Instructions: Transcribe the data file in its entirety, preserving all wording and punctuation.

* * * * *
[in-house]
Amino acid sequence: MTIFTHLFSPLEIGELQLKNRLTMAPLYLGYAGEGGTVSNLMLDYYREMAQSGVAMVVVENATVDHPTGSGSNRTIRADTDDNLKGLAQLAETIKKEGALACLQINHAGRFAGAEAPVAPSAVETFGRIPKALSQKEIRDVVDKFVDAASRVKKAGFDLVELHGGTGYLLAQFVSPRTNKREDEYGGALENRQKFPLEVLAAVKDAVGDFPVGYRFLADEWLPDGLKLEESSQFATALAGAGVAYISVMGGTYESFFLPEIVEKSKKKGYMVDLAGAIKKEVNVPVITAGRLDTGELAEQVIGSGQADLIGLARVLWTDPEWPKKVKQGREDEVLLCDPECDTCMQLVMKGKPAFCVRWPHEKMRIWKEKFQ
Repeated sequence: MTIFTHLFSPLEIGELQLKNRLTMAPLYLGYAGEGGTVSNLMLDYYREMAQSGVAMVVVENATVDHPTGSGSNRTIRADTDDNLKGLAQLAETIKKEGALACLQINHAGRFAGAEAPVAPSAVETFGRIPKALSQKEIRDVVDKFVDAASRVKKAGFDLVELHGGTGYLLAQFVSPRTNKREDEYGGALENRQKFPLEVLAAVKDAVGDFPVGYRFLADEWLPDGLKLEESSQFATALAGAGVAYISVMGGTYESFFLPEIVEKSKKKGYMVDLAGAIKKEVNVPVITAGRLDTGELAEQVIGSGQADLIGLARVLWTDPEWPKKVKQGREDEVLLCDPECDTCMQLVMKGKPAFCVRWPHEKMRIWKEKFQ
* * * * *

[in-house]
Amino acid sequence: MTIFTHLFSPLEIGELQLKNRLTMAPLYLGYAGEGGTVSNLMLDYYREMAQSGVAMVVVENATVDHPTGSGSNRTIRADTDDNLKGLAQLAETIKKEGALACLQINHAGRFAGAEAPVAPSAVETFGRIPKALSQKEIRDVVDKFVDAASRVKKAGFDLVELHGGTGYLLAQFVSPRTNKREDEYGGALENRQKFPLEVLAAVKDAVGDFPVGYRFLADEWLPDGLKLEESSQFATALAGAGVAYISVMGGTYESFFLPEIVEKSKKKGYMVDLAGAIKKEVNVPVITAGRLDTGELAEQVIGSGQADLIGLARVLWTDPEWPKKVKQGREDEVLLCDPECDTCMQLVMKGKPAFCVRWPHEKMRIWKEKFQ
Repeated sequence: MTIFTHLFSPLEIGELQLKNRLTMAPLYLGYAGEGGTVSNLMLDYYREMAQSGVAMVVVENATVDHPTGSGSNRTIRADTDDNLKGLAQLAETIKKEGALACLQINHAGRFAGAEAPVAPSAVETFGRIPKALSQKEIRDVVDKFVDAASRVKKAGFDLVELHGGTGYLLAQFVSPRTNKREDEYGGALENRQKFPLEVLAAVKDAVGDFPVGYRFLADEWLPDGLKLEESSQFATALAGAGVAYISVMGGTYESFFLPEIVEKSKKKGYMVDLAGAIKKEVNVPVITAGRLDTGELAEQVIGSGQADLIGLARVLWTDPEWPKKVKQGREDEVLLCDPECDTCMQLVMKGKPAFCVRWPHEKMRIWKEKFQ